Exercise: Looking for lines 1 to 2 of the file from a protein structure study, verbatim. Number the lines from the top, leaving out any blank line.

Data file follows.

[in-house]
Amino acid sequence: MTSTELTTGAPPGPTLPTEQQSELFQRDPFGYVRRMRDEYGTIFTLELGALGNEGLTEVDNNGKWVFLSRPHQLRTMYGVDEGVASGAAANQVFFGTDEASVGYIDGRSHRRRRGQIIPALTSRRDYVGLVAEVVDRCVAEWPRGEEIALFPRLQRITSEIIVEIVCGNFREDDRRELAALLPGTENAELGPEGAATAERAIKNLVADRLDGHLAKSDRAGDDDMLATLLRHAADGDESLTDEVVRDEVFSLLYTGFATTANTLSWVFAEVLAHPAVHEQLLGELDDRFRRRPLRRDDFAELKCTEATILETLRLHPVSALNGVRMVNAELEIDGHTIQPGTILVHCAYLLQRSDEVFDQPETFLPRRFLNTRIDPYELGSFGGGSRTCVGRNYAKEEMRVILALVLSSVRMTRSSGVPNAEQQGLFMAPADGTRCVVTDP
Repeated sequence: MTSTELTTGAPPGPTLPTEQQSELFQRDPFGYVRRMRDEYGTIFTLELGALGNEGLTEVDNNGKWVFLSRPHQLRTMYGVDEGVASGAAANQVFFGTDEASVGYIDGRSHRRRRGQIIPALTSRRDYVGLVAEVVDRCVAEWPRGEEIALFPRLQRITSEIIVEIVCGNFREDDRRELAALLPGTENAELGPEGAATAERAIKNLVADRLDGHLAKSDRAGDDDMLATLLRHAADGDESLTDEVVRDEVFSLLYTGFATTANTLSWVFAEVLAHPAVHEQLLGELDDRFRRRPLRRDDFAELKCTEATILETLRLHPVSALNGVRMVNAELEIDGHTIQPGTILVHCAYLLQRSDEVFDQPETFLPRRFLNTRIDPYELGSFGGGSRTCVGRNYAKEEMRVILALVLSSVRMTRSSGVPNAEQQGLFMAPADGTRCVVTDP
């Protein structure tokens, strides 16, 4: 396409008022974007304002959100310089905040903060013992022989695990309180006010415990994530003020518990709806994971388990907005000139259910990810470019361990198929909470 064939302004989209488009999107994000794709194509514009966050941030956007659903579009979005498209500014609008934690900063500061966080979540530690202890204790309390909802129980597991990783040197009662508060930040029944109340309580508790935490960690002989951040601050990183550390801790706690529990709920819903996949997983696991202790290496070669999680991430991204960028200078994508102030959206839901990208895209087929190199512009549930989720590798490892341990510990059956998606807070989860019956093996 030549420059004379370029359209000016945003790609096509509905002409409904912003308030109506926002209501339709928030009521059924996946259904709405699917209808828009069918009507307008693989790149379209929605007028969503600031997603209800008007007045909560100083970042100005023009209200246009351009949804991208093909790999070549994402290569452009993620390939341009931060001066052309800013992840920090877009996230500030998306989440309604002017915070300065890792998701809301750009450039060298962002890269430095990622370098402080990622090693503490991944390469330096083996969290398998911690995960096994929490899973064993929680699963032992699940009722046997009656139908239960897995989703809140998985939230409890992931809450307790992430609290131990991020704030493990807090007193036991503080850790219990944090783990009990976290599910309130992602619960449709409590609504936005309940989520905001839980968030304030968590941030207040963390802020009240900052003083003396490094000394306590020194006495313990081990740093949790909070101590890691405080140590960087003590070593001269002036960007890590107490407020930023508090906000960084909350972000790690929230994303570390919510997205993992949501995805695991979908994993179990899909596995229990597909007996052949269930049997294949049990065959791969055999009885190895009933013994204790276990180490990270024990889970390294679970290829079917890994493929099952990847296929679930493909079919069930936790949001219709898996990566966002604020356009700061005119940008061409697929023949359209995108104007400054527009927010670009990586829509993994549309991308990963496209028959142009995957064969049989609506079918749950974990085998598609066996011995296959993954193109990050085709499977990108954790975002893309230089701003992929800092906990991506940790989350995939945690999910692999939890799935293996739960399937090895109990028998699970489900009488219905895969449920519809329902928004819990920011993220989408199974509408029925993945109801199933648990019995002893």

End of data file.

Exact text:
[in-house]
Amino acid sequence: MTSTELTTGAPPGPTLPTEQQSELFQRDPFGYVRRMRDEYGTIFTLELGALGNEGLTEVDNNGKWVFLSRPHQLRTMYGVDEGVASGAAANQVFFGTDEASVGYIDGRSHRRRRGQIIPALTSRRDYVGLVAEVVDRCVAEWPRGEEIALFPRLQRITSEIIVEIVCGNFREDDRRELAALLPGTENAELGPEGAATAERAIKNLVADRLDGHLAKSDRAGDDDMLATLLRHAADGDESLTDEVVRDEVFSLLYTGFATTANTLSWVFAEVLAHPAVHEQLLGELDDRFRRRPLRRDDFAELKCTEATILETLRLHPVSALNGVRMVNAELEIDGHTIQPGTILVHCAYLLQRSDEVFDQPETFLPRRFLNTRIDPYELGSFGGGSRTCVGRNYAKEEMRVILALVLSSVRMTRSSGVPNAEQQGLFMAPADGTRCVVTDP